The General Data Protection Regulation – Staff awareness training

GDPR comes into effect 25 May 2018

Main differences from current Data Protection Act:
▪ Under the Data Protection Act 1998, you were deemed compliant until there was a breach
▪ Under the GDPR, you must be able to evidence you are compliant from 25 May 2018
▪ Personal data is redefined to include IT advances such as IP addresses and retina scanning, for example
▪ Greater emphasis on consent; you are no longer able to assume consent
▪ Greater information governance and security
▪ Significantly increased fines for data breaches
Principles of GDPR
Article 5 of the GDPR requires that personal data shall be:
• lawful, fair and transparent
• for a legitimate purpose
• relevant and limited to what is necessary
• accurate and kept up to date
• only stored for as long as necessary
• processed securely

Individual Rights
▪ Right to be informed
▪ Right of access
▪ Right to rectification
▪ Right to erasure
▪ Right to restrict processing
▪ Right to data portability
▪ Right to object
▪ Rights relating to automated decision making, including profiling
Who Might We Hold Data On?
• Staff
• Contractors
• Extended Family and Friends (in case of emergency)
• Students
What is Personal Data?
• Name
• Address (home or business)
• Postcode
• NHS number
• Email address
• Date of birth or age
• Payroll number
• Gender
• Driving licence [shows date of birth and first part of surname]
• National insurance number

• Tax, benefit or pension records
• Marital status
• Citizenship
• Languages spoken
• Online identifiers (e.g. IP address, MAC address)
What is Sensitive Data?
• Racial/ethnic origin
• Political opinions
• Religious beliefs
• Trade union membership
• Physical or mental health
• Sexual life
• Sexual preference
• Biometrics, DNA profile, fingerprints
• Bank, financial or credit card details
• Tax, benefit or pension records
• Health, adoption, school, social services, housing records
• Child data
What Documents Do We Have That Hold Personal/Sensitive Data?
• Photos
• Videos
• Registration forms
• Waiting lists
• Children’s files
• Accident records

• Incident records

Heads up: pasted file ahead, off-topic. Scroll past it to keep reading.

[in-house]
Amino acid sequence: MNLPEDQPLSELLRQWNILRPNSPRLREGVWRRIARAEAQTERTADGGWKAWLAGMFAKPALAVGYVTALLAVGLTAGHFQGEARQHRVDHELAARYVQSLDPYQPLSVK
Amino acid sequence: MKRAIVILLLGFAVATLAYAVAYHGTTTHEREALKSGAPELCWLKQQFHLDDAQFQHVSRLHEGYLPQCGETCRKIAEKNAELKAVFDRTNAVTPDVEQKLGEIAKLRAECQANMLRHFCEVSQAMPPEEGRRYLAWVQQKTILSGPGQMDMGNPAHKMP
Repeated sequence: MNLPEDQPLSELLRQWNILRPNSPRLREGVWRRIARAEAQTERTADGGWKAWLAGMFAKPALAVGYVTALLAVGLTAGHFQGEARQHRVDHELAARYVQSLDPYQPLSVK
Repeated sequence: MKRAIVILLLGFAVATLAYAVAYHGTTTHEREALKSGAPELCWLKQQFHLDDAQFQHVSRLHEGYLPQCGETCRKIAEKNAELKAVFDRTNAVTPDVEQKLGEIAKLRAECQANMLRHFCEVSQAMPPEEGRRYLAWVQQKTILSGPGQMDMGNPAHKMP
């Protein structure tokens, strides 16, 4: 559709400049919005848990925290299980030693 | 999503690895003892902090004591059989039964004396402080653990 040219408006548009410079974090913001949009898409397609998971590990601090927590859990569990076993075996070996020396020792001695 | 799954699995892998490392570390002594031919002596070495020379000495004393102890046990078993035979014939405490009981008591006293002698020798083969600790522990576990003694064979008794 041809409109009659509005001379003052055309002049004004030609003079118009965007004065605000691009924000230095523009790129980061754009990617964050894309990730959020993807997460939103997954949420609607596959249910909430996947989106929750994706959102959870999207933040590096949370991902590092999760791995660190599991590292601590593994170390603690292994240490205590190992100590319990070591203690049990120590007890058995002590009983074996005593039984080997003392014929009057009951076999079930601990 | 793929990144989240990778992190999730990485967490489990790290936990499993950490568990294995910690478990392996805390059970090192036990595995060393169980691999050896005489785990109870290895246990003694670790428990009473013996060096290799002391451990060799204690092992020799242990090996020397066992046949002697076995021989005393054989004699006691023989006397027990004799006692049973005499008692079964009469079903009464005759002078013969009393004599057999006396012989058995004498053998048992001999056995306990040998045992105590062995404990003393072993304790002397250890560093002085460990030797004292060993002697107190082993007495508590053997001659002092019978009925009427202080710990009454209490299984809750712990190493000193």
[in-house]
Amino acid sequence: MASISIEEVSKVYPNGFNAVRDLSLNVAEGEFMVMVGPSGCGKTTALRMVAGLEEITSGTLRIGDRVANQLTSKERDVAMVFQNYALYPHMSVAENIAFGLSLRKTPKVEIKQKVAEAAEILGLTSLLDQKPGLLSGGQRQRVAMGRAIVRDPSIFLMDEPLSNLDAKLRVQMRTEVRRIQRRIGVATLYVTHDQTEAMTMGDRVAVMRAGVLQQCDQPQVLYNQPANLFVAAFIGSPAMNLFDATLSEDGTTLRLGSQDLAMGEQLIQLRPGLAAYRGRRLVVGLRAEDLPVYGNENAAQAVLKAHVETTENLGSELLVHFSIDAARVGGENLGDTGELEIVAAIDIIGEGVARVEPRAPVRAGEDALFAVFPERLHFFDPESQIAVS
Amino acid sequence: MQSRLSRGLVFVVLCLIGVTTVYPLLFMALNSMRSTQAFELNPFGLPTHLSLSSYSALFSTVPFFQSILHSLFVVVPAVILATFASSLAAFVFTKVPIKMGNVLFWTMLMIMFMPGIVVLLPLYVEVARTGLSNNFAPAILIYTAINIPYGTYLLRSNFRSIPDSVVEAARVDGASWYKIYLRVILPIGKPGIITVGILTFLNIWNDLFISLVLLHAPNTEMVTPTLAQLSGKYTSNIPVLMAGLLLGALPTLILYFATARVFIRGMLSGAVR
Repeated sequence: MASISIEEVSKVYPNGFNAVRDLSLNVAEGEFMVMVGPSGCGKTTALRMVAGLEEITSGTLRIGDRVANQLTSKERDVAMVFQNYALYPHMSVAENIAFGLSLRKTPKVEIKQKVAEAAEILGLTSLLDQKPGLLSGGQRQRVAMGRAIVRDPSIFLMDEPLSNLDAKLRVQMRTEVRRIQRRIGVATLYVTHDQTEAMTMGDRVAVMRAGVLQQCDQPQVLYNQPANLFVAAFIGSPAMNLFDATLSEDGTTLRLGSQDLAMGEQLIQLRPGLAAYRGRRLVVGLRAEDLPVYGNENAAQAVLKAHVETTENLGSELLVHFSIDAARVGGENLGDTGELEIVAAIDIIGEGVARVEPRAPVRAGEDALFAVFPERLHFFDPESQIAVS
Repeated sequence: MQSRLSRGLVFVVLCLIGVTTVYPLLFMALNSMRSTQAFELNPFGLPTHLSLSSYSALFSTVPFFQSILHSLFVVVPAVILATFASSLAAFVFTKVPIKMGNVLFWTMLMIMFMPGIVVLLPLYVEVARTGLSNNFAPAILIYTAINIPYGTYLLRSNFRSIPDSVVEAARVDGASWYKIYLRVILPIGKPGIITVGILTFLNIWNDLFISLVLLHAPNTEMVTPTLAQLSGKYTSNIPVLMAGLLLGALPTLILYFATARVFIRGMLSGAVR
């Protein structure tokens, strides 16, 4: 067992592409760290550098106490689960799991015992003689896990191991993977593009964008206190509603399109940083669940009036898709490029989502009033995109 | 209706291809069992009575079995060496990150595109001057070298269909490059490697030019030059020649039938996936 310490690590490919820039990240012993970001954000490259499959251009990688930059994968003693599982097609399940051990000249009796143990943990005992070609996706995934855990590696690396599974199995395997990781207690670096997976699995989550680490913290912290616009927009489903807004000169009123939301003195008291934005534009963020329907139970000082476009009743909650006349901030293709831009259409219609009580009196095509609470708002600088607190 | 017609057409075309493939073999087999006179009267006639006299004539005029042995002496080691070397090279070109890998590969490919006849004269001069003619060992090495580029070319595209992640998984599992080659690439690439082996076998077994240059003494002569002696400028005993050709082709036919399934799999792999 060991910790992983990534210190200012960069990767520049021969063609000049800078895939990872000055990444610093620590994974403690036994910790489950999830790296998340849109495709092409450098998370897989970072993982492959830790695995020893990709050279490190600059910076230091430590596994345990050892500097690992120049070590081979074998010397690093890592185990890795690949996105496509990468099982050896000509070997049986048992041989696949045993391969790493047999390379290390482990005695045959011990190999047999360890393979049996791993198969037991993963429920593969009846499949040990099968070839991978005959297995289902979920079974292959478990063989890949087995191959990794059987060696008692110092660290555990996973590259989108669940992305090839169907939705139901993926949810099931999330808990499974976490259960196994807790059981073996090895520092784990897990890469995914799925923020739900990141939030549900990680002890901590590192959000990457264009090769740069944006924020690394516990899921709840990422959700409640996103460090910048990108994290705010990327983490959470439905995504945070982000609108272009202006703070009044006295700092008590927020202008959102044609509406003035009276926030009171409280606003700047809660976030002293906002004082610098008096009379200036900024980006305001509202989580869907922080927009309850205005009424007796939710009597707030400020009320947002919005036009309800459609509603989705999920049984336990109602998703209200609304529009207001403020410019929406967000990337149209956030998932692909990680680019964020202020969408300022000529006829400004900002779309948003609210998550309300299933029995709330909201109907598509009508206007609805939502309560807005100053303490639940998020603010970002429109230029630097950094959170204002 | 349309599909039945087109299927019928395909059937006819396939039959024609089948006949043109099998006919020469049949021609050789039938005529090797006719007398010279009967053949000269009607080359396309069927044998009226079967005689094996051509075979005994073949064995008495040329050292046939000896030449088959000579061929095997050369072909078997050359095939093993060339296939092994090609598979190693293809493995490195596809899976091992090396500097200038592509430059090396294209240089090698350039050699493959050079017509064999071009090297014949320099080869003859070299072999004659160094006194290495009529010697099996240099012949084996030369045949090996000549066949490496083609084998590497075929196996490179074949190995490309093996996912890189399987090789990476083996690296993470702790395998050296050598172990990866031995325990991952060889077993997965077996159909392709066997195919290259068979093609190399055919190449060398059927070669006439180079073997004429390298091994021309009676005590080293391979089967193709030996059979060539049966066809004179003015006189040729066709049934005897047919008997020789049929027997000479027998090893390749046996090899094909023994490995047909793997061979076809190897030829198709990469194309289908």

• Training records
• Computer systems (software packages)
• Staff files
• Contractor files
• Bank details (staff and customers)
• DBS records
• Allergies and medication information
• Funding claims
• Staff meeting minutes
• Registers
• Contractors records
• Emergency contacts list
• Birth certificates, photocopies of passports, etc
• Cookies (website only)
• Invoices
Where Might We Hold This Data?
• Paper files
• Computer files
• Mobile phones
• Portable IT (laptops, tablets, etc)
• Displays
• Website and social media
• Website surveys (e.g. Survey Monkey).
• CCTV footage

Who Do We Share Information With?
• Contractors
• Local Authority
• Occupational Health Service
• Police
• Ofsted

What Do We Need to Do?
• Appoint a Lead for the GDPR
• Ensure all staff are trained on the GDPR, information sharing and consent
• Map out our processes and data
• Develop an Information Asset Register
• Complete a data processing record with agreed lawful basis for each process
• Complete privacy impact assessments
• Update our data protection policy
• Ensure we have a robust procedure for identifying and reporting breaches
• Update our consent documents
• Update our privacy notices
• Inform customers/clients of the GDPR and the steps we are taking
• Update induction processes to include the GDPR
• Maintain records as evidence of our compliance

What Can You Do as an employer/employee?
• Help with mapping out the data that we hold and the processes involved
• Read all the policies and procedures and ensure they are followed
• Ensure customers/clients consent to us holding and sharing information
• Report any breaches immediately to the designated GDPR officer
• Take additional care when emailing (password protect or use a secure system)
• Ensure that data is backed up securely
• Take extra care when transporting data (avoid where possible)
• Report any concerns regarding IT immediately
• Attend/complete any training requested regarding the GDPR and information governance